• Add remaining olive oil to pot and stir in carrots and celery. Cook until slightly softened about 5 minutes. Add mushrooms and shallots and cook an additional 4-5 minutes, until tender.
  • Stir in broth, wine and tomato paste, until well combined. Add garlic and bay leaves. Transfer lamb shanks back to pot, nestling them into the broth and vegetable mixture.
  • Cover tightly with lid and place pot in the oven. Braise for 2 1/2 hours, or until lamb is fork tender.


  • Dry the lamb shanks with a paper towel and liberally season with the salt mixture. Heat a large skillet over medium high heat and add the oil. Working in batches, brown the lamb shanks on all sides, turning ever few minutes with a pair of tongs. About 7-9 minutes total.
  • Add the carrots, celery, shallots, mushrooms beef broth, red wine, tomato paste, garlic, bay leaves and thyme to the crock pot. Stir to combine.
  • Nestle the lamb shanks into the vegetables and broth. (Note: you can prep the lamb to this point and refrigerate it, then continue the cooking the next day if desired.)
  • Place slow-cooker vessel into the crock pot cooker. Cover with lid and set the slow cooker to low. Cook for 6-8 hours.


  • Note: Make sure that you buy lamb shanks that will comfortably fit in your Instant Pot. (If you're unsure, measure the diameter of the cooker and check against the length of the shanks.)If they're too large to fit comfortably in the bottom of the pressure cooker to brown, you may want to go with the dutch oven or crock pot method.
  • Set Instant Pot to Sauté and add 2 tablespoons oil. 
  • Pat lamb shanks dry and sprinkle liberally with seasoning. Once the Instant Pot is hot, add lamb and cook until browned all over, about 4 minutes per side. Transfer to plate.
  • Add remaining olive oil.  When the oil is hot and shimmery, add the carrots and celery.  Saute for 4-5 minutes or until tender. Add mushrooms and shallots and cook an additional 4-5 minutes, until tender.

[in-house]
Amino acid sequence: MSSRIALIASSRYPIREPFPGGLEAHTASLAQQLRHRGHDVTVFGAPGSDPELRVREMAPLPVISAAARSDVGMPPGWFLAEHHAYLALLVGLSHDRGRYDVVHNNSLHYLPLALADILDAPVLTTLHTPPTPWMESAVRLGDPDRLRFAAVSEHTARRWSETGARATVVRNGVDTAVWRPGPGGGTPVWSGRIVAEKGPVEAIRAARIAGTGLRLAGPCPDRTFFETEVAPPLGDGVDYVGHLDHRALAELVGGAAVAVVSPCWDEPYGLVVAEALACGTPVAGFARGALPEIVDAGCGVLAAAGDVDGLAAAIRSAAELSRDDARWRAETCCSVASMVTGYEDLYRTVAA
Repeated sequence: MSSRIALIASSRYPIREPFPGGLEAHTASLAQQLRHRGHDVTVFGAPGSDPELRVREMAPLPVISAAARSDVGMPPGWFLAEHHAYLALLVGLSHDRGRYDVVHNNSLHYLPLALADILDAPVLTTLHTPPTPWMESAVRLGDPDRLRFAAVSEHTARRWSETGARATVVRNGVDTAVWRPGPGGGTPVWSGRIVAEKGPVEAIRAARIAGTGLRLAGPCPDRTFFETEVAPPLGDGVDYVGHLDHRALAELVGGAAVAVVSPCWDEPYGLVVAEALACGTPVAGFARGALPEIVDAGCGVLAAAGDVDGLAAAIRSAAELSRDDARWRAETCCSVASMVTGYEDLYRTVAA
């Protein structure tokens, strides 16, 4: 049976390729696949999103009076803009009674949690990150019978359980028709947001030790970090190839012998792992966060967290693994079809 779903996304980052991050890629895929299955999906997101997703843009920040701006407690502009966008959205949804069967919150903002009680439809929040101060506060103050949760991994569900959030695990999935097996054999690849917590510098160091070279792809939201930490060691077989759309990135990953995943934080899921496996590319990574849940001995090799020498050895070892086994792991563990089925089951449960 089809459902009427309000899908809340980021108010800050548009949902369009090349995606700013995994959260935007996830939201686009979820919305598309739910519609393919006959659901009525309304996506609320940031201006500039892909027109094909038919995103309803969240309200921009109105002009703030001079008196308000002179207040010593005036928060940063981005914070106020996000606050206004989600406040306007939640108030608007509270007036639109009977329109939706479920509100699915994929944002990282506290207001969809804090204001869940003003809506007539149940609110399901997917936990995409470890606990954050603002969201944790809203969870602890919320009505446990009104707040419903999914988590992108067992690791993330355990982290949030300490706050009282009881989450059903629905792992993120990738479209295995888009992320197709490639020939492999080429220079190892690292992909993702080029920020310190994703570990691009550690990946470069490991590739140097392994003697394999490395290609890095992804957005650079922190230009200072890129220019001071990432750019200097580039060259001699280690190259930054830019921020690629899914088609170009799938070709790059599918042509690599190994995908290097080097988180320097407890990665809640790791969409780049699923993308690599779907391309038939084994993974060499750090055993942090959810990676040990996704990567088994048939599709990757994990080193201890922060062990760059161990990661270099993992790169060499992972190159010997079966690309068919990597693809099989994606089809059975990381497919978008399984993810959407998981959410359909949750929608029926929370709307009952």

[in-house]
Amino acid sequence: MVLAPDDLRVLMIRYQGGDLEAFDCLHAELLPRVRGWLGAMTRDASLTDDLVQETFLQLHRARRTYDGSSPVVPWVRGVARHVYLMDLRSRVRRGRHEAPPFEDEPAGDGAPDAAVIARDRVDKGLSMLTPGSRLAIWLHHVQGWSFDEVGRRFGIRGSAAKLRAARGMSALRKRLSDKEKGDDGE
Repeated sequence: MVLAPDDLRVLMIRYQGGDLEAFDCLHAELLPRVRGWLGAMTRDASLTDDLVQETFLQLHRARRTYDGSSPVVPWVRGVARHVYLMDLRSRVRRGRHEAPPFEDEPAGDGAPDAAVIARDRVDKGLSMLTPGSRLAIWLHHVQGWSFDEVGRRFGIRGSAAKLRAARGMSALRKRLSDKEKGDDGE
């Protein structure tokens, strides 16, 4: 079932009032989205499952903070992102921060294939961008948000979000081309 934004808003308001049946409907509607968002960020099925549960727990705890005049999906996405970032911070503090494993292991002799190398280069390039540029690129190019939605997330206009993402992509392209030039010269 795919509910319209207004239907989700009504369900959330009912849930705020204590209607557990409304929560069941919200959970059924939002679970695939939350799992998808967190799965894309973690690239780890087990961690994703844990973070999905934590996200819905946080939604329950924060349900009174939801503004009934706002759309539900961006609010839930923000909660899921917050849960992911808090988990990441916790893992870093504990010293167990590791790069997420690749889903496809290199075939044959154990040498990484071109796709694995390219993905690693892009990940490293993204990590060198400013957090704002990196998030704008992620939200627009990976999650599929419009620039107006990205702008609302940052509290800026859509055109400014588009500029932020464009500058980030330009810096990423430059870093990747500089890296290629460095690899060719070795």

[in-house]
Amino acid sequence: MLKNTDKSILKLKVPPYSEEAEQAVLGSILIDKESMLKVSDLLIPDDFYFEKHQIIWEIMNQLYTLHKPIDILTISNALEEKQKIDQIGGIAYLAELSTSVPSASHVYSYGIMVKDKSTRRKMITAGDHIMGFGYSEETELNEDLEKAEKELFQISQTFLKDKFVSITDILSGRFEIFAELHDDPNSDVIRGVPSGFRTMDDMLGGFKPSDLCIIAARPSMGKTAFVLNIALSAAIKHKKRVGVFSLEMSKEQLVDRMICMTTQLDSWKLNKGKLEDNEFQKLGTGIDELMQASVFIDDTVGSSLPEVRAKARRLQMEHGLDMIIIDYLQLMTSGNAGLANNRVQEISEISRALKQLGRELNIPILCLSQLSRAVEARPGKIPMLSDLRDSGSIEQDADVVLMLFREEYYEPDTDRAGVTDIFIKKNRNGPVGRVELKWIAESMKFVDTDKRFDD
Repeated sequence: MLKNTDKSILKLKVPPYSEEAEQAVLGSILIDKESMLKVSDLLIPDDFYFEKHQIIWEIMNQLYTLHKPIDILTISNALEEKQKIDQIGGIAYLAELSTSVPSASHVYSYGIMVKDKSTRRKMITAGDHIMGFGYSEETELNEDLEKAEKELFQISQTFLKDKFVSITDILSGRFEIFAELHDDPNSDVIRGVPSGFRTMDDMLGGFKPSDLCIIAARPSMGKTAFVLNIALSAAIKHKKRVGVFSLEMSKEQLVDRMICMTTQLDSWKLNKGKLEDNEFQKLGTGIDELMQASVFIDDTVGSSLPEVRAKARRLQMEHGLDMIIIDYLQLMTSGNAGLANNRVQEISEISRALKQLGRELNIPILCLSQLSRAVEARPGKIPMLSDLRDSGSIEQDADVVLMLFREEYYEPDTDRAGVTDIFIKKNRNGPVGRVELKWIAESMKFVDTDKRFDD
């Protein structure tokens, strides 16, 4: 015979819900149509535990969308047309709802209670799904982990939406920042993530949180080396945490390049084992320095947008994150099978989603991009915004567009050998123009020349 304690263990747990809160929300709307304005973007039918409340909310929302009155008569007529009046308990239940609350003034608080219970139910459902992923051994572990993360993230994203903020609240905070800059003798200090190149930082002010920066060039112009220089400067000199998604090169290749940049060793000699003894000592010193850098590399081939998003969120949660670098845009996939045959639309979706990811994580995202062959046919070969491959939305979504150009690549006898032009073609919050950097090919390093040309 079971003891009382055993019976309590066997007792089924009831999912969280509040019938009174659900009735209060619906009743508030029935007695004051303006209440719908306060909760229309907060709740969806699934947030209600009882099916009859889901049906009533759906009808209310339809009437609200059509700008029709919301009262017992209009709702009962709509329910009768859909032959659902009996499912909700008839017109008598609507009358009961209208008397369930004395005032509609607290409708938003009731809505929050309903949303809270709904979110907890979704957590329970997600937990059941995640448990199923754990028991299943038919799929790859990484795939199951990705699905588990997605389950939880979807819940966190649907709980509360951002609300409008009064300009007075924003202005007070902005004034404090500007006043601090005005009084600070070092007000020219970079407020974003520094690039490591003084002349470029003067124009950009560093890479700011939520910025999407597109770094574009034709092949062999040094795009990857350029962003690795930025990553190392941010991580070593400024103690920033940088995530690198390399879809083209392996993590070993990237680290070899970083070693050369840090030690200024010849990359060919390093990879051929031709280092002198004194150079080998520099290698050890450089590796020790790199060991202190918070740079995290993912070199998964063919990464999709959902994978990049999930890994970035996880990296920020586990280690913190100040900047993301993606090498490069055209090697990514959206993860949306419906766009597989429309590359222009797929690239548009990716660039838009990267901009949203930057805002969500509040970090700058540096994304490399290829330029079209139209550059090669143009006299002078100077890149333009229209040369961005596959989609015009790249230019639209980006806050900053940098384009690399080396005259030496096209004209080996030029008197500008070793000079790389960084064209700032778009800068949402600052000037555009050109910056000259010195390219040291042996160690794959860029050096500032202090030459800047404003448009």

• Stir in broth, wine and tomato paste, until well combined. Add garlic and bay leaves. Transfer lamb shanks back to pot, nestling them into the broth and vegetable mixture.
  •  Cook at high pressure for 60 minutes. Allow the pressure to naturally release for 15 min before manually releasing the remaining pressure.


  • There are two ways to remove the rendered fat.
    1. You can skim the fat from the top of the sauce carefully with a tablespoon and discard.
    2. My preferred (and more thorough) method is to let the lamb shanks cool to room temperature, cover and refrigerate overnight. The next day, remove the solid orange congealed fat from the top of the shanks with a spoon and discard.


  • Add the butter and flour to a small bowl and mash together to form a paste. There should be no bits of dry flour left.
  • Reheat the lamb on the covered on the stovetop over medium heat. Use a pair of tongs to transfer the shanks to a platter. Bring the sauce to a boil and stir in the butter/flour mixture, stirring constantly for one to two minutes or until the sauce is thicker and glossy. Taste for seasonings and adjust as needed.


  • You can transfer the lamb back to the pot or ladle the vegetables and lamb gravy over the meat on the platter. Great served over mashed potatoes, mashed cauliflower or egg noodles with the lamb gravyand vegetables.



Serve with mashed potatoes or buttered noodles. For a low carb version, try it with mashed cauliflower on this site.


Calories: 815kcal | Carbohydrates: 20g | Protein: 102g | Fat: 29g | Saturated Fat: 7g | Cholesterol: 310mg | Sodium: 787mg | Potassium: 2300mg | Fiber: 5g | Sugar: 10g | Vitamin A: 10660IU | Vitamin C: 15.3mg | Calcium: 109mg | Iron: 10.2mg

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  1. 5 stars
    This recipe was a total hot! Flavour galore! Total comfort food. Absolute redo!!!

  2. Kimberly M Sills says:

    5 stars
    This will be my second time making this dish from you recipe (everyone loved it!). I want to add small potatoes to the dish as well, when would you recommend adding them, (using the instant pot recipe)?

  3. Jere Cassidy says:

    I never cook lamb mainly because I don’t have any great recipes. I love using the braising technique since it just gives meat a great flavor and tenderness. This is a must try recipe.

  4. 5 stars
    These lamb shanks were just stunning! We all loved them and braising them, just makes them so tender and delicious! Thanks!

  5. Looks so good! Can’t wait to try it with my family.

  6. 5 stars
    This is the first time I’ve cooked lamb and it came out amazing!

  7. Nart at Cooking with Nart says:

    5 stars
    I don’t eat lamb very often but this looks so good! Gonna have to try it.

  8. 5 stars
    This was such an amazing recipe!! Love all the flavors it had, whole family loved it! Such a great surprise with my picky eaters.

  9. Hi Lisa love this recipe, I’ve made it a couple of times! Can you braise the lamb on the stovetop?

    1. Yes, you can, just keep an eye on it and stir every so often so nothing sticks.

  10. 5 stars
    I made this recipe earlier on today, to serve for a dinner party tonight. Where should I store it until tonight & how do I reheat it?!